to email me (Gareth Moore) about anything at all to do with the site. If you would like to write an article or review a game then please do get in touch!
Throughout the past few years several people have helped me by providing
information or review copies for these pages. As of a few years ago these included (in no particular
Interactive Entertainment (Fire and Ice), Andy Southgate (Oddball),
Kevin Bracey (Zip 2000 and Angband), Matthew van Delden (Pinball),
Max Palmer (original PC games compatibility list), Daniel Shimmin (current PC
games compatibility list), Ian Jeffray and the rest of the Paradise team,
Tom Cooper (DarkWood and lots more), Peter Otterman (Proposal),
Steven Singer (Bloxed), David Jeffries (Stryker's Run III),
Martin Piper (TBA), Geoff Holland (Generation Design),
Billy Kotsias (Fantasia games), Dane Koekoek (Werewolf Software),
Graeme Richardson (Nevryon, Spobbleoid, Enter the Realm etc.),
The Datafile (Emotions, Flying High and Wizard Apprentice),
The 4th Dimension (Drifter etc.), Chris Joseph (Kindred Software and Drifter and second Eternal Destiny review), Jan Klose (Artex Software), Andrew Rawnsley (R-Comp), David T Johnston (Super Snail 1 & 2) and Robert Templeman (Eternal Destiny). Many thanks also go to David McEwen for his regular and detailed provision of news on and copies of his emulators.
Thanks also to Craig Brown for updating my !CPC information once, and an absolutely
huge amount of thanks to Alex Card for providing me with very comprehensive
StrongARM compatibility information and answering all my resulting questions! Thanks
as well go to Stuart Halliday for introducing me to the image tag 'hspace='!
Apologies to anyone I have omitted (and I know there must be some - I haven't updated this
list for a few years!) - contact me and I'll add your name to this list if you like.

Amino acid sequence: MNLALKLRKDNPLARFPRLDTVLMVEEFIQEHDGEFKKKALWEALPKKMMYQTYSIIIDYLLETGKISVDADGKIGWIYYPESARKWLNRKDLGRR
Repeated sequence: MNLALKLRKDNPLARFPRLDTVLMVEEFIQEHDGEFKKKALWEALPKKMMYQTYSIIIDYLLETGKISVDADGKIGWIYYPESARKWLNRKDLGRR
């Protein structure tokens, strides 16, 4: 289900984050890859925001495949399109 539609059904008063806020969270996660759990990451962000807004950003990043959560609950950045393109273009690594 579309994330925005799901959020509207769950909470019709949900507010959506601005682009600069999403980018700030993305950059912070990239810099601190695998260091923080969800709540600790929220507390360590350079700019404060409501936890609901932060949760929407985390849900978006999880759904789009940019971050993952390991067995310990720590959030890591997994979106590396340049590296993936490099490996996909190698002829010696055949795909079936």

Thanks too to the hundreds of people who've emailed their
comments on the pages, and those who've provided updates to the database of commercial games details. Those who've contributed specific items are, of course, also credited where those items occur. Special thanks to Chris Joseph for the Drifter and Eternal Destiny reviews. Many thanks to David Sharp for reviewing some freeware games and for his general comments, and to Rey Cobham for permission to quote a news-posting of his.
Thanks to Graeme Richardson and Jan Klose for agreeing to be interviewed, and to Rob Smith for the Monolith information, now replaced by my hosting of his Monolith pages. I would also like to thank Steve Mumford and Graham Nelson for their complimentary coverage in Acorn User magazine, and also
Ian Jeffray for his superb WebGif2 utility used
for all the transparent GIF images on these pages - it's an excellent application. I've also used
Peter Hartley's wonderful InterGif (now on version 6), which lets you create optimised GIF animations.
I am also indebted to Andrew Clover for his kind provision of webspace free of charge on
the DoggySoft website for almost two years, and of course also to Jon Ribbens and James Ponder at Oaktree Internet Services for the free provision of the web space the pages now use, and not least for them kindly paying for the domain name for me! (acorn-gaming.org.uk).
I guess I had better also thank Acorn Arcade for the competition since early 1998, too - I think their site complements Acorn Gaming nicely, with surprisingly little overlap.
Last but not least, thanks very much to you for reading these web pages! You are one of hundreds of thousands!
Please read and respect the copyright message and disclaimer. Thanks!
...this page last updated: 25/6/2001...